@3:15PM. CaN YOU PLEASE FOR THE LOVE OF A MERCIFUL gOD HELP ME IN MY anguish over my student loan debt and destroyed life. Please for the love of a merciful God I will meet you and please tell me how to overcome my debt. cANT WE LOOK AT EACH OTHER FACE TO FACE? My debt my debt oh sweet Jesus how can you condemn me when I owe so much money ogh dear sweet Jesus can you help me I am sdo deeep in debt for the rest of my natural life and I amm just AS MUCH A HUMAN BEING AS YOU ARE .
And ban me for what? For owing student loan debt?
Yeah my name. John Koch. Krotch, Cock, etc. and call me anything you want, and all my bullshit flowers from algernon stuff.
"Notes From All Over" really goes:
The Frost is All Over/Kitty Lie Over:
"What will we do if the kettle boils over
What will we do only fill it again
What will we do if the cow eats the clover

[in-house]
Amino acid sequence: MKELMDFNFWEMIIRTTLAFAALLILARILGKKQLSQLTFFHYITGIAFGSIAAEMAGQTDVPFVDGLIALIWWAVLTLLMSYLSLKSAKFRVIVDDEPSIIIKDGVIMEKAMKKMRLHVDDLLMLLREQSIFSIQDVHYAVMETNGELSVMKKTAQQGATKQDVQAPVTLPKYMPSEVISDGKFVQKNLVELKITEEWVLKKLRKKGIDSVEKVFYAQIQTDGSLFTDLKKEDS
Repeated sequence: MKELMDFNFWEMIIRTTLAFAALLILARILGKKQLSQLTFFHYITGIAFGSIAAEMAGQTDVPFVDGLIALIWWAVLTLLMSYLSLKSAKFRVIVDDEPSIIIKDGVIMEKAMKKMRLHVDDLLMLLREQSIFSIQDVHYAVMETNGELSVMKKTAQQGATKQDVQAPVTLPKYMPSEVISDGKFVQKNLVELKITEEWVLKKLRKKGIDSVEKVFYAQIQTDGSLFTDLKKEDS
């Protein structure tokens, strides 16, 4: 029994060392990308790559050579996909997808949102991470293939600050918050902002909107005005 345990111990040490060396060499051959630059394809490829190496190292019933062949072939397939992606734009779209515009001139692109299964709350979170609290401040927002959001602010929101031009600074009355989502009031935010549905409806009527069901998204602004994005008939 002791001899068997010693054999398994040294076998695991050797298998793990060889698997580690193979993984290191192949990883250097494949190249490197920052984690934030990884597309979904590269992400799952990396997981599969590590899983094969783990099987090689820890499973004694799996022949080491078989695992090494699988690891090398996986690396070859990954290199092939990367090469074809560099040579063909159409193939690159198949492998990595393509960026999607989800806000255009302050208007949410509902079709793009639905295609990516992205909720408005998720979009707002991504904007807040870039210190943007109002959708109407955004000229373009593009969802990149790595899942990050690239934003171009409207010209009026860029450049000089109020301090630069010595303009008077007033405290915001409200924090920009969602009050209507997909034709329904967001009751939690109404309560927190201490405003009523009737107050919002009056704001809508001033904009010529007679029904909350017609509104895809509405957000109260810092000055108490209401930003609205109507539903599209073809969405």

What will we do only set it again.
The preaties are dug
And the frost is all over
Kitty lie over close to the wall
How would you like to be married to a solider
Kitty lie over close to the wall."
Enjoy the music and a rare and very early Paul Brady :)
Where do we go from here with this much debt, except to destruction?
Campos, it is time to ban this idiot's IP address. There is nothing he can add that is of any value to this blog, except being a distraction from the core issues.Delete
Please, Professor Campos, listen to us. This nonsensical, distracting, dare we say "crazy" ranting really distracts from the blog.Delete
It's extreme activity. Make the "extreme" response: ban it.
What slogan should this blog have?ReplyDelete
It struck me that the first line of the email is an apology that he/she has to send an email that's "unhappy."ReplyDelete